I picked up a new translation of Le Petit Prince while in Berlin and I decided, finally, to write a post about all of my foreign editions. I have set up a display at work to show all of them, where I ask the public to identify the languages, or regional languages, they have been translated into. See the display on the library’s social media links here:
If I can still remember I have indicated where I acquired each edition.
Here’s where it all started:
French (German edition for French instruction)
Standard German. Purchased in Berlin in 2010.
Berlinisch, also known as Berlinerisch, the dialect of German spoken in Berlin. Purchased ten days ago at Dussmann das KulturKaufhaus, Berlin.
Bärndütsch, the dialect of German spoken in the canton of Bern, Switzerland. Purchased at Il Palantin, the only Romansch bookstore in Switzerland.
Dutch. Purchased in Amsterdam.
Norwegian. Purchased in Oslo.
Swedish. Purchased in Stockholm.
Danish. Purchased in Copenhagen (not during this latest trip).
Lëtzebuergesch, or Luxembourgish. Purchased at Ernster bookstore in Luxembourg City.
Faroese. A 1980 paperback edition which is stained on the edges and the back. I ordered it new (but it certainly didn’t look new) from a retail bookstore in the Faroes before I visited the islands for the first time in 2003. I did not see it for sale in the Faroes during this most recent trip.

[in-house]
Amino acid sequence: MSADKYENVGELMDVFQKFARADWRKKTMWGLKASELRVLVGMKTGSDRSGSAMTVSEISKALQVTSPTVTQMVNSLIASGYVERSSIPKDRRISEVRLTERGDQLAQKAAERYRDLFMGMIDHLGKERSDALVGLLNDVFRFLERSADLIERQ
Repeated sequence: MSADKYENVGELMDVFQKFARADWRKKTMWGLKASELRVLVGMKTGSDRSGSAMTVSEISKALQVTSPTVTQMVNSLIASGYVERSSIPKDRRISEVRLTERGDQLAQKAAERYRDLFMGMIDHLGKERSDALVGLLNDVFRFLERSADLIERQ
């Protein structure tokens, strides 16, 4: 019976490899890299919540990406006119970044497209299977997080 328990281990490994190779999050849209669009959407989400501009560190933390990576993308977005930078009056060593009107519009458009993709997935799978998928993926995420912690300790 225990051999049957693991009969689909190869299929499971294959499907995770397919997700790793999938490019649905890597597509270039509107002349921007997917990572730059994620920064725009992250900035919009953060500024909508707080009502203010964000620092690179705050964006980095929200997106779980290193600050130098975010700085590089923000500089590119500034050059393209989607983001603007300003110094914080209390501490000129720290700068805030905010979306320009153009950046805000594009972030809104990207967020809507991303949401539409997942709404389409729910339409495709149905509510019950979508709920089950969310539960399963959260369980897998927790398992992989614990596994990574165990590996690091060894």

Icelandic. Purchased at Eymundsson bookstore in Reykjavík.
Latin. Purchased at the Harvard Book Store in Cambridge, Massachusetts.
Rumantsch Grischun or standard Romansch. Purchased at Maggi bookstore in Ilanz ( = Glion), Switzerland.
The Surmiran idiom of Romansch. Purchased at Schoenhof’s in Cambridge, Massachusetts.
Italian. Purchased in the Italian canton of Ticino in Switzerland.
Maltese. Purchased by my friend Glenn Mosher during his trip to Malta.
Spanish. This is a Cuban imprint so it could be in Cubano. This was an unwanted library donation.
Slovak. Another unwanted library donation.
Finnish. Purchased at Akateeminen Kirjakauppa, Helsinki.
Tunturi Sami (also known as Northern Sami or Fell Sami). I must have purchased this while in Lappi, or Lapland.
Breton. Found mixed in with the French juvenile books at Akateeminen Kirjakauppa, Helsinki.
Russian. Purchased in Tallinn.
Estonian. Perhaps my most valuable edition is this 1960 paperback which I purchased in Tallinn.
Afrikaans. Purchased at Exclusive Books in Cape Town.
Xhosa. Purchased at Clarke’s Bookshop in Cape Town.
As I wrote in an earlier post, I could go on collecting translations for the rest of my life but restrict the versions I collect to the following criteria:
1) Translations in languages I speak.
2) Translations in languages I am interested in or would like to learn.
3) Translations in languages spoken in places I have visited.
4) Translations that have otherwise come my way at no charge to my wallet.